I just love the indigenous groundcover, Arctotheca which I was first introduced to in Brisbane, Australia of all places. It’s common name is Cape Weed, which speaks volumes about the plant. Out of it’s natural habitat it has really become an invasive weed. Brisbane has a climate a bit like Durban and if you compare Durban to the Free State – they are very obviously two different climatic areas. Therefore we don’t have to worry about arctotheca becoming an invasive plant or weed in our region of the country, we can just be grateful it grows easily and well.
Arctotheca spreads by means of runners and can therefore easily be cultivated by lifting and replanting rooted runners. It must be planted in full sun although an hour or two of shade in the course of the day won’t do it any harm. It forms a thick mat of vegetation and so is also suitable to plant on slight slopes where it will help hold the soil. Don’t, however, use it on a steep slope (1m fall over 1m distance) as it will look untidy with lush growth at the base of the slope where there is more water due to runoff and sparser growth on the sides of the slope. Arctotheca has bright yellow daisy like flowers that stand upright on short stems above a mat of attractive serrated green grey leaves.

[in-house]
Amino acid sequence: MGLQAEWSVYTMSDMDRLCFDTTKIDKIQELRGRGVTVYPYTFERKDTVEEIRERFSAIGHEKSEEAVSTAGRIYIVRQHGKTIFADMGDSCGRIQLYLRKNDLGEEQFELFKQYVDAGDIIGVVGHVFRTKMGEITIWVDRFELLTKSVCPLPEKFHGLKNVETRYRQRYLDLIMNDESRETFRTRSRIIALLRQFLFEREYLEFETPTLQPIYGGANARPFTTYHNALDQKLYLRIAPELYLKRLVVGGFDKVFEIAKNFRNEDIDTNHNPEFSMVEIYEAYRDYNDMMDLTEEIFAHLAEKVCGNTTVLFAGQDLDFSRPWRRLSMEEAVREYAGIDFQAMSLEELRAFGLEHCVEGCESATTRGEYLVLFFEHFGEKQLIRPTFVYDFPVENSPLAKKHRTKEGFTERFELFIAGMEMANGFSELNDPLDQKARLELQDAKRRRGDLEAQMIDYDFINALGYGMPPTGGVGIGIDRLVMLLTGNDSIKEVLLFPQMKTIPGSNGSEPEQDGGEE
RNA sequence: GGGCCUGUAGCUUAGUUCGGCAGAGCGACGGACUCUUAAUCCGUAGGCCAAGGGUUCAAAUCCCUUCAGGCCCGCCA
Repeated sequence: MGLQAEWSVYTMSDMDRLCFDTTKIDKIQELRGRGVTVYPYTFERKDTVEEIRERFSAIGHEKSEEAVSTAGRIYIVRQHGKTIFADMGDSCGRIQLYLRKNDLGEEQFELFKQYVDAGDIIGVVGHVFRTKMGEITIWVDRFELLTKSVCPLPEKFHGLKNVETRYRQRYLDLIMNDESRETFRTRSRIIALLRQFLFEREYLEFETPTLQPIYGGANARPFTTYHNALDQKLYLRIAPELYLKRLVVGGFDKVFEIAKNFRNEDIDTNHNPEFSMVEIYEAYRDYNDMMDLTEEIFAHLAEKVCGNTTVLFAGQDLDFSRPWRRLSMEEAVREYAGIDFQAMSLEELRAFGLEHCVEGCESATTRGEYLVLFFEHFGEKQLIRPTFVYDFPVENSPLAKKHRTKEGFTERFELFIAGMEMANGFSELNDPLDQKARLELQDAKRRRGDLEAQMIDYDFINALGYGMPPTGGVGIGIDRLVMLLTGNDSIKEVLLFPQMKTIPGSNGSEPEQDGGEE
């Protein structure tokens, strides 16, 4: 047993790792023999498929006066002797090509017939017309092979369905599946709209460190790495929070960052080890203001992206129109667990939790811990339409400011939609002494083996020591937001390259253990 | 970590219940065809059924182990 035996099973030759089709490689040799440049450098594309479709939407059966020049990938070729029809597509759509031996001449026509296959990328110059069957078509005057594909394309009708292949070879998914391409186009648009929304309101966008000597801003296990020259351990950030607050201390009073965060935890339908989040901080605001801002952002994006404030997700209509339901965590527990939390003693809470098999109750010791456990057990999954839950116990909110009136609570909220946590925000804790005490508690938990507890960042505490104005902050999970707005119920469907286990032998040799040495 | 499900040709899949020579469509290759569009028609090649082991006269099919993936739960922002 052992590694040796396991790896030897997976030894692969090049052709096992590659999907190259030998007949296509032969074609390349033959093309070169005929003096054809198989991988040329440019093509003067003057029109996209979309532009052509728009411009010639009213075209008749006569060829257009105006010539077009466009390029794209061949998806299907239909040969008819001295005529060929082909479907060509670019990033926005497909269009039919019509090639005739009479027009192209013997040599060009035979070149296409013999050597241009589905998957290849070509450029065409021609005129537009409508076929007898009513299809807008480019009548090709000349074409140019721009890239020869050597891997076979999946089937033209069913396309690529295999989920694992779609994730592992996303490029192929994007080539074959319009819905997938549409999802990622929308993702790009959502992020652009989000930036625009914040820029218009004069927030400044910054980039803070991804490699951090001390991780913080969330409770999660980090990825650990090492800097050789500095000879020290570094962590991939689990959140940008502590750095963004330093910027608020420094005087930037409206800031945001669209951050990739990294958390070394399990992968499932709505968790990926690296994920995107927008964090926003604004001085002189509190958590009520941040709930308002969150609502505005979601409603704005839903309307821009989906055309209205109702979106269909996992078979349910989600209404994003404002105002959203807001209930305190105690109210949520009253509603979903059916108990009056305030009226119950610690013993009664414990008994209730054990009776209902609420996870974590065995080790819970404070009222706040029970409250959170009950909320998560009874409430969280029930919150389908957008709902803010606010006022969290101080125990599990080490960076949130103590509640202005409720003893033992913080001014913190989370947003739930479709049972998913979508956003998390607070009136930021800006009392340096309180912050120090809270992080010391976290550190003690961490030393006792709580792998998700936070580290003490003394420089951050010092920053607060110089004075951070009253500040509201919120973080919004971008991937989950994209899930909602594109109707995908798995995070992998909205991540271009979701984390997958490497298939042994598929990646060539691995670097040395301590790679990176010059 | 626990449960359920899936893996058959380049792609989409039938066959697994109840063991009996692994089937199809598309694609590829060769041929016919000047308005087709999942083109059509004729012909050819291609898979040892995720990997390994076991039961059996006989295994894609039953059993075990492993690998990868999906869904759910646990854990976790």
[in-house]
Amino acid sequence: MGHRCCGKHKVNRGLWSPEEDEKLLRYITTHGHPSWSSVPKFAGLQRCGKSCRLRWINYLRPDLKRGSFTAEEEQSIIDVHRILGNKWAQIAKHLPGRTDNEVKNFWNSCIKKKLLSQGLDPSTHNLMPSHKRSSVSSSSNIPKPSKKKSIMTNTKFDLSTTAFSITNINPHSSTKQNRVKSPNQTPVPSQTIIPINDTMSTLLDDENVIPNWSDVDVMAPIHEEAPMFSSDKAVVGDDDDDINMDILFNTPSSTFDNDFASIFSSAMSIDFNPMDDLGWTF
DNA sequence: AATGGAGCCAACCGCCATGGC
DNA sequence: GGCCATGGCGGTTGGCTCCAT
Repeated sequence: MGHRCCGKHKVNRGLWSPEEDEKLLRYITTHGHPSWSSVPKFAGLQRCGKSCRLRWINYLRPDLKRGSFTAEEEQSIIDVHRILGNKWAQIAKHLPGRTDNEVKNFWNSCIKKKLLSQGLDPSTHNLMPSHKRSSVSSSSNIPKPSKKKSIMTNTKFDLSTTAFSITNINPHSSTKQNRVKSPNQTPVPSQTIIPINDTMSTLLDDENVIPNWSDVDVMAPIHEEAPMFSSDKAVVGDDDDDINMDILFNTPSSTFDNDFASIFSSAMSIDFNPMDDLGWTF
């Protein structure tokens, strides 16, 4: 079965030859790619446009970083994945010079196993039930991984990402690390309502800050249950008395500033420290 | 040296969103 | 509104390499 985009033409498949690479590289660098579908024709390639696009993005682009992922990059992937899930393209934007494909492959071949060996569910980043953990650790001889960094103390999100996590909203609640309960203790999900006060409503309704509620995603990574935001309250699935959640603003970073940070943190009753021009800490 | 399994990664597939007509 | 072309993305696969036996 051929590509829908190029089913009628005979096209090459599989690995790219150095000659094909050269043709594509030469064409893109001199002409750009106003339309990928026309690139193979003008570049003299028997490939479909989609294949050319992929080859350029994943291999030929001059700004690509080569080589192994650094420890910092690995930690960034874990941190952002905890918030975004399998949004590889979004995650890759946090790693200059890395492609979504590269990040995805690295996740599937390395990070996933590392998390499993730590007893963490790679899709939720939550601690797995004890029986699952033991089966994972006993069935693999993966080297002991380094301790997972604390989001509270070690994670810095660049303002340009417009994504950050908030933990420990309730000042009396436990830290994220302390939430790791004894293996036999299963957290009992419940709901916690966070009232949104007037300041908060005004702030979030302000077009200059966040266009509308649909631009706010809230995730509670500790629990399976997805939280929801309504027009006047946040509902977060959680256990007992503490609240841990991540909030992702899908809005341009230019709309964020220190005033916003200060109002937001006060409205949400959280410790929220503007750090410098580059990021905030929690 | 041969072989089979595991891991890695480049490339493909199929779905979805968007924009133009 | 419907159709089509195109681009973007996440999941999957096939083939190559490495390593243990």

I have used it on slopes, between stepping stones, in water-wise gravel gardens and even as a substitute for lawn in an area where there were no dogs and little traffic.It has survived most winters in my garden with no trouble at all although severe frosts have burnt the plants but not killed them, they have recovered quickly again in spring.
Although arctotheca does not need much water it is important to water well initially to get them established and to remember in our dry winters to give them the occasional watering. In good rainy seasons this plant forms a thick spongy mat of leaves and flowers but in times of drought it appears much flatter. In a garden therefore where it is watered regularly, it becomes a lovely lush groundcover, find a spot for some in your garden.
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